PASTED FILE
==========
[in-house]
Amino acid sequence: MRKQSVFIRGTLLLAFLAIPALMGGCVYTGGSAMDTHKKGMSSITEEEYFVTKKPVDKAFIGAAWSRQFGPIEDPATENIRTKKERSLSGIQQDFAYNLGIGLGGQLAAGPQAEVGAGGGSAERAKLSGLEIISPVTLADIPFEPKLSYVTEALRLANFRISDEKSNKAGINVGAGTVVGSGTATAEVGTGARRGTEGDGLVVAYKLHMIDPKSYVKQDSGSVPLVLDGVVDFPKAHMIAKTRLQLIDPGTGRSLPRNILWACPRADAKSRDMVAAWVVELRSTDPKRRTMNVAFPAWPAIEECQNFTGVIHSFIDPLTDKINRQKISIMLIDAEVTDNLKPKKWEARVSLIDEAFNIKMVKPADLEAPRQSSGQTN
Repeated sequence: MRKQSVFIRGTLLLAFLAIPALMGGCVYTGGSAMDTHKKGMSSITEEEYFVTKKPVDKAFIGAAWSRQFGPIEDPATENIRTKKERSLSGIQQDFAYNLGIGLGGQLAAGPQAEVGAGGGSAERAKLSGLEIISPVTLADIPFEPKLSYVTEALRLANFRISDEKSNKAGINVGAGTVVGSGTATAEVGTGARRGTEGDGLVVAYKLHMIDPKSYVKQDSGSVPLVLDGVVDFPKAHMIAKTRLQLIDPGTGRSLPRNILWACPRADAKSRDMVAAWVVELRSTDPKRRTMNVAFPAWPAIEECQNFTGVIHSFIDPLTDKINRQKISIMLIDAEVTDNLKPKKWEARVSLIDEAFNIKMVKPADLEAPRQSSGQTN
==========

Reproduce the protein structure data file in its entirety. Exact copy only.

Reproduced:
[in-house]
Amino acid sequence: MRKQSVFIRGTLLLAFLAIPALMGGCVYTGGSAMDTHKKGMSSITEEEYFVTKKPVDKAFIGAAWSRQFGPIEDPATENIRTKKERSLSGIQQDFAYNLGIGLGGQLAAGPQAEVGAGGGSAERAKLSGLEIISPVTLADIPFEPKLSYVTEALRLANFRISDEKSNKAGINVGAGTVVGSGTATAEVGTGARRGTEGDGLVVAYKLHMIDPKSYVKQDSGSVPLVLDGVVDFPKAHMIAKTRLQLIDPGTGRSLPRNILWACPRADAKSRDMVAAWVVELRSTDPKRRTMNVAFPAWPAIEECQNFTGVIHSFIDPLTDKINRQKISIMLIDAEVTDNLKPKKWEARVSLIDEAFNIKMVKPADLEAPRQSSGQTN
Repeated sequence: MRKQSVFIRGTLLLAFLAIPALMGGCVYTGGSAMDTHKKGMSSITEEEYFVTKKPVDKAFIGAAWSRQFGPIEDPATENIRTKKERSLSGIQQDFAYNLGIGLGGQLAAGPQAEVGAGGGSAERAKLSGLEIISPVTLADIPFEPKLSYVTEALRLANFRISDEKSNKAGINVGAGTVVGSGTATAEVGTGARRGTEGDGLVVAYKLHMIDPKSYVKQDSGSVPLVLDGVVDFPKAHMIAKTRLQLIDPGTGRSLPRNILWACPRADAKSRDMVAAWVVELRSTDPKRRTMNVAFPAWPAIEECQNFTGVIHSFIDPLTDKINRQKISIMLIDAEVTDNLKPKKWEARVSLIDEAFNIKMVKPADLEAPRQSSGQTN